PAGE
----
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Nearly finished the 3rd book - overall impression
on 2 April 2011
Plenty of reviews describing the merits of this series so ill just say what lessened my view.
This series is a rather slow paced affair. Significant plot developments are few and there is alot of material inbetween. I did not really get into the first book until I was already 2/3rds through it.
For reasons I cannot put my finger on or articulate into words the story has not imprinted alot of caring or interest in the main characters for me. There is no single main character, rather a large ensemble of major characters. The chapters shift between them constantly which can get annoying when it switches from someone in the middle of an event to someone else making camp for the night on a journey.
Perhaps its partly because two of the central characters (Raif, Ash) generally have no idea whats going on and just coast through the whole story reacting to the consequences of being clueless and aimless.
The overarching antagonists of the series are somewhat vague and esoteric. This could make them mysterious and intriguing but in this case they are just uninteresting and detached from the story and the lore of the world. I am on the 3rd book and this far into the story the main threat has still barely been touched upon. The threat has shown itself less than 4 times and been quickly eliminated each time but what's frustrating is that the threat is constantly alluded to in the background.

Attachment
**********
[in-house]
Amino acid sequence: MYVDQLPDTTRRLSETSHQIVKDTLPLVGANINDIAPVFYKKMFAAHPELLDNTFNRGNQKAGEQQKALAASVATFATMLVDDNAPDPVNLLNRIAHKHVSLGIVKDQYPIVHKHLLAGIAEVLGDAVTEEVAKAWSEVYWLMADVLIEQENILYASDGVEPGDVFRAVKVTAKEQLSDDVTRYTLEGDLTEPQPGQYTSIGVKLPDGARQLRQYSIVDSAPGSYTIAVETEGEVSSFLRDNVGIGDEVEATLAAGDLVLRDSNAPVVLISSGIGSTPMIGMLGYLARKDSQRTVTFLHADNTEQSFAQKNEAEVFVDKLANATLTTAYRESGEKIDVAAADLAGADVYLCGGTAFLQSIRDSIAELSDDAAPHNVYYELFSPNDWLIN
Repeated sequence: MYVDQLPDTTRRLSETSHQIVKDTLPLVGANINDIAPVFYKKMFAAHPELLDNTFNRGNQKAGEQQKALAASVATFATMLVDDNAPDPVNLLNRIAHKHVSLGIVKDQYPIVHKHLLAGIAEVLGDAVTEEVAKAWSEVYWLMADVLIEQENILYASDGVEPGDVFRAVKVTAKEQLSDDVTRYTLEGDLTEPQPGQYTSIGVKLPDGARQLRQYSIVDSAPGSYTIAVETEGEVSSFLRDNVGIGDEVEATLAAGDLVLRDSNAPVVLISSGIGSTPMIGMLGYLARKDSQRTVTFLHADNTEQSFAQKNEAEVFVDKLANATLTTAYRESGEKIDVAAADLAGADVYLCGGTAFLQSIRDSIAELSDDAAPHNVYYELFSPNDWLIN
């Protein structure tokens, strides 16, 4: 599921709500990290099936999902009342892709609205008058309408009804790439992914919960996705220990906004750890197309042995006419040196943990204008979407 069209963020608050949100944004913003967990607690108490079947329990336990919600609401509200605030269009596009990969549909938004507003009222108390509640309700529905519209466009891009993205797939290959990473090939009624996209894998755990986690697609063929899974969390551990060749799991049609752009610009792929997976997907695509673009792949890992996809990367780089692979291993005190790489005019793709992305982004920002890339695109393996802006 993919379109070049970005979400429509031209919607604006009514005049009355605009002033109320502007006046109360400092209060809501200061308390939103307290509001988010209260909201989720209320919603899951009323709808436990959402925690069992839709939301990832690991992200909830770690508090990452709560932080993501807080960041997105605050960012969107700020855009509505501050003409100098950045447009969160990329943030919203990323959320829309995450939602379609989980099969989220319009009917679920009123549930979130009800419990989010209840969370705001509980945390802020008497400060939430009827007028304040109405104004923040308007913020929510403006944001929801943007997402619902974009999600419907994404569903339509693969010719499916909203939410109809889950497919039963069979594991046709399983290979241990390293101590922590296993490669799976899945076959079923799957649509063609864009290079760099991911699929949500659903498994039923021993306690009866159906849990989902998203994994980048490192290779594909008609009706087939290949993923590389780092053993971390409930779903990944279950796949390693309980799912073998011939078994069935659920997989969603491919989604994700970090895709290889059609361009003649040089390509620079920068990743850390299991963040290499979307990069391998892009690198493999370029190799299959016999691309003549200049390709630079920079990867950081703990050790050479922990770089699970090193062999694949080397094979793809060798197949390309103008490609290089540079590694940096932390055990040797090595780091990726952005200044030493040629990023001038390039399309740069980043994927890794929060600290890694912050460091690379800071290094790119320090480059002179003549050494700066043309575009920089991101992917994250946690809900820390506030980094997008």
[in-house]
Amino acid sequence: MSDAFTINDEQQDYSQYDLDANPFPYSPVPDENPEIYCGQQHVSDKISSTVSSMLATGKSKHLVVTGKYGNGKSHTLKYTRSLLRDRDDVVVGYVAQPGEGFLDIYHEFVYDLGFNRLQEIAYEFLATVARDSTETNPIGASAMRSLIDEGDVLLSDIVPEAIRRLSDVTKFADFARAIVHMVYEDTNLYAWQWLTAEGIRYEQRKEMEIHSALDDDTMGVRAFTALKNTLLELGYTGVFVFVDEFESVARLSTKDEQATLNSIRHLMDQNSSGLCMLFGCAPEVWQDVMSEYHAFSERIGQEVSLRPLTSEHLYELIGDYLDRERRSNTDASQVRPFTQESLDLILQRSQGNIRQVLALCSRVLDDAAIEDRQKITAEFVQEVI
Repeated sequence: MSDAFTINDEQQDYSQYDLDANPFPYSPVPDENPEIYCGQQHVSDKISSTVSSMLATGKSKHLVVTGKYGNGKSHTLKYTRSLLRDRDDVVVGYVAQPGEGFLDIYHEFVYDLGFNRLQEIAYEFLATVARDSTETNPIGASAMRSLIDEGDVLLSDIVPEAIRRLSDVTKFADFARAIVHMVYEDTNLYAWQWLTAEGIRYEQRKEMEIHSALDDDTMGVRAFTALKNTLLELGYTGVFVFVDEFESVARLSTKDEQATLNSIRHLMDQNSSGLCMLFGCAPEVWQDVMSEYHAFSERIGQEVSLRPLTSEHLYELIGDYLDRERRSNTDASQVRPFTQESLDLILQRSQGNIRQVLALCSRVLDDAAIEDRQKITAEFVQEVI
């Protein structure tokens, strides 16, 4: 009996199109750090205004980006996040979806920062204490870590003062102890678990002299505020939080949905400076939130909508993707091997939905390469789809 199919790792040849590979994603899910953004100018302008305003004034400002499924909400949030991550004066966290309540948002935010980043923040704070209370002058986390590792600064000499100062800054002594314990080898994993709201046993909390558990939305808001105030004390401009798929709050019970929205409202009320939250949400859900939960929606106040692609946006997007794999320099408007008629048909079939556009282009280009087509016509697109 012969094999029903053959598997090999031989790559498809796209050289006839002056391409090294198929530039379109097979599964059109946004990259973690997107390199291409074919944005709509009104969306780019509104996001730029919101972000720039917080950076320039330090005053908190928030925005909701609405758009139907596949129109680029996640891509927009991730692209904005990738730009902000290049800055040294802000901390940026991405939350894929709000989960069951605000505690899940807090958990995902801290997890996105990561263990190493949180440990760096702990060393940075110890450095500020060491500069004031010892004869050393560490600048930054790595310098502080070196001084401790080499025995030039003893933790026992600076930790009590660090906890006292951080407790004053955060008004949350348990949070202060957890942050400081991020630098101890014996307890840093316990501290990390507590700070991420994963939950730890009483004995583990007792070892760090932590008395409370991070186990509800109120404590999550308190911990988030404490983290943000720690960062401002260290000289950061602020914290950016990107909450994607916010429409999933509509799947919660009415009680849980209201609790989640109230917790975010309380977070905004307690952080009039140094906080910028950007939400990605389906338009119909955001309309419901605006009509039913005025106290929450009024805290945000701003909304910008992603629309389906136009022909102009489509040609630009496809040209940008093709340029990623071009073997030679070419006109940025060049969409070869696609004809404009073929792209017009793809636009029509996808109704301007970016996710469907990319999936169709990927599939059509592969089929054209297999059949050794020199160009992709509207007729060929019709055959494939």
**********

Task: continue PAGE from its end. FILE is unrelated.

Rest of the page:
Lastly, but most of all, JV Jones is relentless in mundane details. She goes into detail on every single subject and I find myself by the 3rd book skimming rather than reading some sections because its just page after page of minutia. Clothing, the act of making camp, the act of making dinner, traveling, the scenery, the terrain, the characteristics of items, the random internal musings of a character on anything and everything.
To put it in context an entire chapter can be about a few hours or days of traveling including near every chore involved in being a human being, outside, on the road.
Even when its not whole chapters worth, its irritating to have a character pause during an interesting moment to ponder the fascinating attributes of a block of stone for half a page. The way it looks, feels, bends light, where it came from, how long its been there, the skill in its working, the colours and so on. You get the picture.
The series has enough to make me finish it but I will not be putting this on my re-read list.